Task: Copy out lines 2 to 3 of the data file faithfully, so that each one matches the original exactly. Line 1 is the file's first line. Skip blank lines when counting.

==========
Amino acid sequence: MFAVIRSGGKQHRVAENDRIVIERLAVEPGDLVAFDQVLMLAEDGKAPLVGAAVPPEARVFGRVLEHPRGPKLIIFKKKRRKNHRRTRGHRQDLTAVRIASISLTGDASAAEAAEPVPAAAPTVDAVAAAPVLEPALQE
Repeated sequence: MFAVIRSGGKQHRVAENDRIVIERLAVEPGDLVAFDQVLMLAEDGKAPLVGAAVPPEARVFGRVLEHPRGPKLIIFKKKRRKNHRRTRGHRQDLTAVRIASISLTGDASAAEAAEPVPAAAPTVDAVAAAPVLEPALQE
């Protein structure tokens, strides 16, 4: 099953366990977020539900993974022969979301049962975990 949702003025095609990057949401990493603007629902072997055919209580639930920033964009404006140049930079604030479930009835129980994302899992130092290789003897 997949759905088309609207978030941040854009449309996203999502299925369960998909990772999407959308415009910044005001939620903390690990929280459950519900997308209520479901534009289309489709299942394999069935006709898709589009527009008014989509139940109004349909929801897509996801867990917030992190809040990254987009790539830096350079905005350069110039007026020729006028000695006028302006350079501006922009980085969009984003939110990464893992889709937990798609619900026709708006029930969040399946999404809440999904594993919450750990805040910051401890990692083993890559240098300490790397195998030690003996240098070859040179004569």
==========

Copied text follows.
Repeated sequence: MFAVIRSGGKQHRVAENDRIVIERLAVEPGDLVAFDQVLMLAEDGKAPLVGAAVPPEARVFGRVLEHPRGPKLIIFKKKRRKNHRRTRGHRQDLTAVRIASISLTGDASAAEAAEPVPAAAPTVDAVAAAPVLEPALQE
């Protein structure tokens, strides 16, 4: 099953366990977020539900993974022969979301049962975990 949702003025095609990057949401990493603007629902072997055919209580639930920033964009404006140049930079604030479930009835129980994302899992130092290789003897 997949759905088309609207978030941040854009449309996203999502299925369960998909990772999407959308415009910044005001939620903390690990929280459950519900997308209520479901534009289309489709299942394999069935006709898709589009527009008014989509139940109004349909929801897509996801867990917030992190809040990254987009790539830096350079905005350069110039007026020729006028000695006028302006350079501006922009980085969009984003939110990464893992889709937990798609619900026709708006029930969040399946999404809440999904594993919450750990805040910051401890990692083993890559240098300490790397195998030690003996240098070859040179004569």